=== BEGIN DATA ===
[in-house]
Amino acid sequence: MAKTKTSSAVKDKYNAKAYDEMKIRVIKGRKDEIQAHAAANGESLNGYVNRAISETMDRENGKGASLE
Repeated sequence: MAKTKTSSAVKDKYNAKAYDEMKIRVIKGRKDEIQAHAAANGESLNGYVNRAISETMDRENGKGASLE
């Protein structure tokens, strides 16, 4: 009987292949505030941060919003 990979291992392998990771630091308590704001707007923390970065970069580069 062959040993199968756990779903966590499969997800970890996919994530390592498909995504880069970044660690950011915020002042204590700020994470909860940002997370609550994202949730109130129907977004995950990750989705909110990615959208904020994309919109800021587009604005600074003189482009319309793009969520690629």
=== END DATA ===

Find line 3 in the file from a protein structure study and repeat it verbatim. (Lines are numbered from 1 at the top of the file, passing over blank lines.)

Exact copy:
Repeated sequence: MAKTKTSSAVKDKYNAKAYDEMKIRVIKGRKDEIQAHAAANGESLNGYVNRAISETMDRENGKGASLE